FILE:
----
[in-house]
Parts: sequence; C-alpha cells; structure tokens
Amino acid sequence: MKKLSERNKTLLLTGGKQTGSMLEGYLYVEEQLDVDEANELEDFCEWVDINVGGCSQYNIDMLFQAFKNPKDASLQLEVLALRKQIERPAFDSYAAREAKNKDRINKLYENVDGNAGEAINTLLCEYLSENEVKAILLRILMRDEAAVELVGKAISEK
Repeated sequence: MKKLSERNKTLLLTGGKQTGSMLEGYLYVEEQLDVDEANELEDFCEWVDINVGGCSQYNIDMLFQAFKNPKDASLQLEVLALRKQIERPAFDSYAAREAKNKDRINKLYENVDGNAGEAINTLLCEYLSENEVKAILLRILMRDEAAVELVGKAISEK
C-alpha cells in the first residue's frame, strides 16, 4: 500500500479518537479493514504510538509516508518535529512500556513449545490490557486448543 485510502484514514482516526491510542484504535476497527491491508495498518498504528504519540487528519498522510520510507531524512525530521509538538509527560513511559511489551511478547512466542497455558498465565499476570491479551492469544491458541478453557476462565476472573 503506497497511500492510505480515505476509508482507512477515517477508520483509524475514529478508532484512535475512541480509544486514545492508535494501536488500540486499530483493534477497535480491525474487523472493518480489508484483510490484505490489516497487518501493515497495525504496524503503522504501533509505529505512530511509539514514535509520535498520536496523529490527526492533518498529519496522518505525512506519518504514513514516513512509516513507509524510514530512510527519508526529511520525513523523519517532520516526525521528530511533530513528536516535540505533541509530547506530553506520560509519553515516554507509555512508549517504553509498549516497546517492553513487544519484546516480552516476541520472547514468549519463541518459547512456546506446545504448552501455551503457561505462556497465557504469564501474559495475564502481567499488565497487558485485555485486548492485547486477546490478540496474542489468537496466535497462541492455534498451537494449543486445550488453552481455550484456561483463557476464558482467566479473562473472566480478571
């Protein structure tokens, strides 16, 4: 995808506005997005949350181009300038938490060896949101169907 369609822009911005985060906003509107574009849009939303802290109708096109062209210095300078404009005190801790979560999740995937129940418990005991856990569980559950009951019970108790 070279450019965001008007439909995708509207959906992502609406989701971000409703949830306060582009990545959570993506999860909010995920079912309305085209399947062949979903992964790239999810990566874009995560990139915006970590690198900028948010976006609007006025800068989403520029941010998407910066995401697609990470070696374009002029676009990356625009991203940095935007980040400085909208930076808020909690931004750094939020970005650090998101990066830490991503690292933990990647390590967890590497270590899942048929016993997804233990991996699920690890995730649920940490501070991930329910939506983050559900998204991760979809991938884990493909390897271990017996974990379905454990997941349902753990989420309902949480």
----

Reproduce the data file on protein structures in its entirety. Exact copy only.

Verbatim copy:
[in-house]
Parts: sequence; C-alpha cells; structure tokens
Amino acid sequence: MKKLSERNKTLLLTGGKQTGSMLEGYLYVEEQLDVDEANELEDFCEWVDINVGGCSQYNIDMLFQAFKNPKDASLQLEVLALRKQIERPAFDSYAAREAKNKDRINKLYENVDGNAGEAINTLLCEYLSENEVKAILLRILMRDEAAVELVGKAISEK
Repeated sequence: MKKLSERNKTLLLTGGKQTGSMLEGYLYVEEQLDVDEANELEDFCEWVDINVGGCSQYNIDMLFQAFKNPKDASLQLEVLALRKQIERPAFDSYAAREAKNKDRINKLYENVDGNAGEAINTLLCEYLSENEVKAILLRILMRDEAAVELVGKAISEK
C-alpha cells in the first residue's frame, strides 16, 4: 500500500479518537479493514504510538509516508518535529512500556513449545490490557486448543 485510502484514514482516526491510542484504535476497527491491508495498518498504528504519540487528519498522510520510507531524512525530521509538538509527560513511559511489551511478547512466542497455558498465565499476570491479551492469544491458541478453557476462565476472573 503506497497511500492510505480515505476509508482507512477515517477508520483509524475514529478508532484512535475512541480509544486514545492508535494501536488500540486499530483493534477497535480491525474487523472493518480489508484483510490484505490489516497487518501493515497495525504496524503503522504501533509505529505512530511509539514514535509520535498520536496523529490527526492533518498529519496522518505525512506519518504514513514516513512509516513507509524510514530512510527519508526529511520525513523523519517532520516526525521528530511533530513528536516535540505533541509530547506530553506520560509519553515516554507509555512508549517504553509498549516497546517492553513487544519484546516480552516476541520472547514468549519463541518459547512456546506446545504448552501455551503457561505462556497465557504469564501474559495475564502481567499488565497487558485485555485486548492485547486477546490478540496474542489468537496466535497462541492455534498451537494449543486445550488453552481455550484456561483463557476464558482467566479473562473472566480478571
């Protein structure tokens, strides 16, 4: 995808506005997005949350181009300038938490060896949101169907 369609822009911005985060906003509107574009849009939303802290109708096109062209210095300078404009005190801790979560999740995937129940418990005991856990569980559950009951019970108790 070279450019965001008007439909995708509207959906992502609406989701971000409703949830306060582009990545959570993506999860909010995920079912309305085209399947062949979903992964790239999810990566874009995560990139915006970590690198900028948010976006609007006025800068989403520029941010998407910066995401697609990470070696374009002029676009990356625009991203940095935007980040400085909208930076808020909690931004750094939020970005650090998101990066830490991503690292933990990647390590967890590497270590899942048929016993997804233990991996699920690890995730649920940490501070991930329910939506983050559900998204991760979809991938884990493909390897271990017996974990379905454990997941349902753990989420309902949480």